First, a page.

Heath Ledger’s Joker set a very high standard for future versions of the character and movie villains in general. Previously, Jack Nicholson and Cesar Romero gave iconic performances as the Joker. But Ledger and Nolan crafted an iteration of the Clown Prince of Crime that’s a standout among the rest. In Nolan’s grounded, realistic take on Gotham City, the Joker is decidedly less cartoonish. He crudely applies his own makeup in contrast to the cleaner versions that preceded him. It’s the realism of this take that makes him all the more terrifying. Joker’s a psychopathic agent of chaos, the scariest type of bad guy. As Alfred says, “Some men just want to watch the world burn.”

2009: Hans Landa

“Inglourious Basterds”

It’s not hard to make a Nazi a despicable villain. But SS Colonel Hans Landa doesn’t see himself as someone who subscribes to the Nazi ideology. He’s simply an opportunist, and quick to take whatever side that offers him the most glory. Landa can be polite, even gentlemanly. But his presence is always intimidating, with every scene between him and Shosanna being unbelievably tense. Much like the previous two entries, Christoph Waltz was so good at being bad he took home the prestigious golden statue. Hans Landa is easily Quentin Tarantino’s most captivating villain, to say nothing of the greatest villains in film history.

2010: Mal Cobb


Okay, so technically this isn’t the real version of Mal Cobb so much as the projection of her within her widower Dom’s subconscious, but she makes for an intimidating presence all the same. After spending too much time in dream reality, Mal becomes convinced she’s still asleep, and takes her own life thinking it’ll wake her up. From there, Mal makes sporadic appearances throughout the heist crew’s various dreamscapes, sure to cause disruption every time. Of course, this all stems from Dom’s guilt over the whole incident, making this villainous turn all the more emotional and intellectual.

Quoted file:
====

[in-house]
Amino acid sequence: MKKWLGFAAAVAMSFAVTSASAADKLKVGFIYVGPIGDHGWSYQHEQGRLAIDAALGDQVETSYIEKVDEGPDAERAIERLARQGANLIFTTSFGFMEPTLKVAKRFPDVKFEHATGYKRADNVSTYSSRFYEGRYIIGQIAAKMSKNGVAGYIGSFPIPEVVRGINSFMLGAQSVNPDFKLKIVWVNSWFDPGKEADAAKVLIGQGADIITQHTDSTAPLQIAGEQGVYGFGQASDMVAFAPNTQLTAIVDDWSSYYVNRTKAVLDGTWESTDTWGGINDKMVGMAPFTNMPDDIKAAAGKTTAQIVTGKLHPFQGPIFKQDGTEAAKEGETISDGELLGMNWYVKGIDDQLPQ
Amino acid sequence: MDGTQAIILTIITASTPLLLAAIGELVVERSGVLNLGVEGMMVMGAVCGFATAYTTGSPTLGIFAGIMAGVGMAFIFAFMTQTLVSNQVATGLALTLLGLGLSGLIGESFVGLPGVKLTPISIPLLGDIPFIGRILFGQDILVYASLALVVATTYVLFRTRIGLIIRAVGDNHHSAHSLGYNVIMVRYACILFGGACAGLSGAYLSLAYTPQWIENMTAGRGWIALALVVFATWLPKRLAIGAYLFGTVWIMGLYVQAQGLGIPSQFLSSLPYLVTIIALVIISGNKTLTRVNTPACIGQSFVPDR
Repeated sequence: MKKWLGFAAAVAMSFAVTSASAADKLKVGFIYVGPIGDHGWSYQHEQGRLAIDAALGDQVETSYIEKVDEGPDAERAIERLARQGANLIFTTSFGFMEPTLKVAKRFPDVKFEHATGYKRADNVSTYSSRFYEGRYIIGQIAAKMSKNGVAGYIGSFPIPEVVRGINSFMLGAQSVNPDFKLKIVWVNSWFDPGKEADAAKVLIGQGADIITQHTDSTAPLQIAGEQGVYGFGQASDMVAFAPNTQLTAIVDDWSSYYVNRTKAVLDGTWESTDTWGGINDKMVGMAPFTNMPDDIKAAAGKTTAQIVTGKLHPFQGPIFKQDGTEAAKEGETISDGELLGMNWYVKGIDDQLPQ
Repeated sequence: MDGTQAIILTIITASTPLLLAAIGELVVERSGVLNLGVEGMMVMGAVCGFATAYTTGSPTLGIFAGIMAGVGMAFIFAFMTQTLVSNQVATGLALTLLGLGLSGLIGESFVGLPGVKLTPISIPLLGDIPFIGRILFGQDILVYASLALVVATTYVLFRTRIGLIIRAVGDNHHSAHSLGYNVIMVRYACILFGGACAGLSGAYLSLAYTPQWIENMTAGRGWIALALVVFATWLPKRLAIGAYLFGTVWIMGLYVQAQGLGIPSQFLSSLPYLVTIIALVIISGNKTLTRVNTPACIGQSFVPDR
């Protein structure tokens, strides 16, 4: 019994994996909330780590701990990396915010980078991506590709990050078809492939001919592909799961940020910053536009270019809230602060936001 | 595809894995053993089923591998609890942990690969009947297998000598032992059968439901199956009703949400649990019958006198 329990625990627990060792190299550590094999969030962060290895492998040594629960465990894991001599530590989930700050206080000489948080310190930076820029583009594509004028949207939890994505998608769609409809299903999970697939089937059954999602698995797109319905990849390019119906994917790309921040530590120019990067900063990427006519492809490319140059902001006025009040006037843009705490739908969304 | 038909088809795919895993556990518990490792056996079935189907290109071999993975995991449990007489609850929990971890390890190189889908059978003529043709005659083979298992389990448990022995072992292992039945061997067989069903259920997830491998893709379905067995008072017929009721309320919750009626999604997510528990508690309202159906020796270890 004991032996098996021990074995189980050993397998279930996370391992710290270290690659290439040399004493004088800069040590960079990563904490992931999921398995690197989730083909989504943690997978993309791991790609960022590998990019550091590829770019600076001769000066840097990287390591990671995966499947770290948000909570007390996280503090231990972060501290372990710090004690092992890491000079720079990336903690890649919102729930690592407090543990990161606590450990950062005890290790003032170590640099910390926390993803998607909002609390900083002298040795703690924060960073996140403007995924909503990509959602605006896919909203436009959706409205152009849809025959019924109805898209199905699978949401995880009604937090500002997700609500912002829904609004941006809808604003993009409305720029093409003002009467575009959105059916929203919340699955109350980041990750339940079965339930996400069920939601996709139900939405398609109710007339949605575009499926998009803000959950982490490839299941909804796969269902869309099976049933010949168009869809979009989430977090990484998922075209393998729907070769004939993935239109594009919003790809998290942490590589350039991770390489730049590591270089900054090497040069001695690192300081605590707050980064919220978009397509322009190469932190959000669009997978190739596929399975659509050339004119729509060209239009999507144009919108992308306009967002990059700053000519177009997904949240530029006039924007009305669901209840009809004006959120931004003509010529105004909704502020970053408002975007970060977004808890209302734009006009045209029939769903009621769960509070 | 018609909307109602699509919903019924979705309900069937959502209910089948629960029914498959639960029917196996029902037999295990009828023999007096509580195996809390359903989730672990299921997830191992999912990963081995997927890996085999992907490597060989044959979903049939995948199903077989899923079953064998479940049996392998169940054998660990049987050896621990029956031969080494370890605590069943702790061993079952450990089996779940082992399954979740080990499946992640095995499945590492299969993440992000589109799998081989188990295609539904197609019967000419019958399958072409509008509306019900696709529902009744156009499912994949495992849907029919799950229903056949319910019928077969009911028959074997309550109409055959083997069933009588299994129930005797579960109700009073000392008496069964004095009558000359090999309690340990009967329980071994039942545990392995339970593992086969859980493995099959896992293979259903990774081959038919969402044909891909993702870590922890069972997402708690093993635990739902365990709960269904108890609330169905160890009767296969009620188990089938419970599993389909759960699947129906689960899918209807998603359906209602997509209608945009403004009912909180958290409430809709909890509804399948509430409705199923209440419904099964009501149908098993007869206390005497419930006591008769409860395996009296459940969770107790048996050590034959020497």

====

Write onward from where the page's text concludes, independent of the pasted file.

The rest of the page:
2011: Lord Voldemort

“Harry Potter and the Deathly Hallows – Part 2”

One of the baddest baddies ever put to screen, Lord Voldemort is the dark shadow that casts over the entirety of the “Harry Potter” saga. Though Ralph Fiennes’s version gets plenty of memorable moments in the films prior, we were all waiting for the climactic showdown in the final film, which did not disappoint. Even though it comes back to bite him, Voldemort does in fact do what he said he always would by killing Harry Potter, something that would’ve previously been considered inconceivable. Of course, Harry comes back through plot mechanics, giving us the final duel befitting of a great hero and an absolutely captivating villain.

2012: Bane

“The Dark Knight Rises”

In 2012, Leonardo DiCaprio’s Calvin Candie in “Django Unchained” gave one of the best performances of the year. And if we’re talking superhero movies, Loki in “The Avengers” was also fun. But it’s tough to follow up Tom Hardy’s exceptional portrayal of Bane. Hardy gets a lot of flak for the voice, but it was carefully crafted by several influences. The highly intelligent revolutionary sets up an underground operation in Gotham. When they come face-to-face in the sewer, it’s immediately clear that Bane’s incredible strength and fighting expertise overpower any of the Bat’s tricks. You don’t want to mess with a man who’s so accustomed to pain. Nolan recreated the moment in the comics when Bane breaks Batman’s back across his knee. And it’s brutal.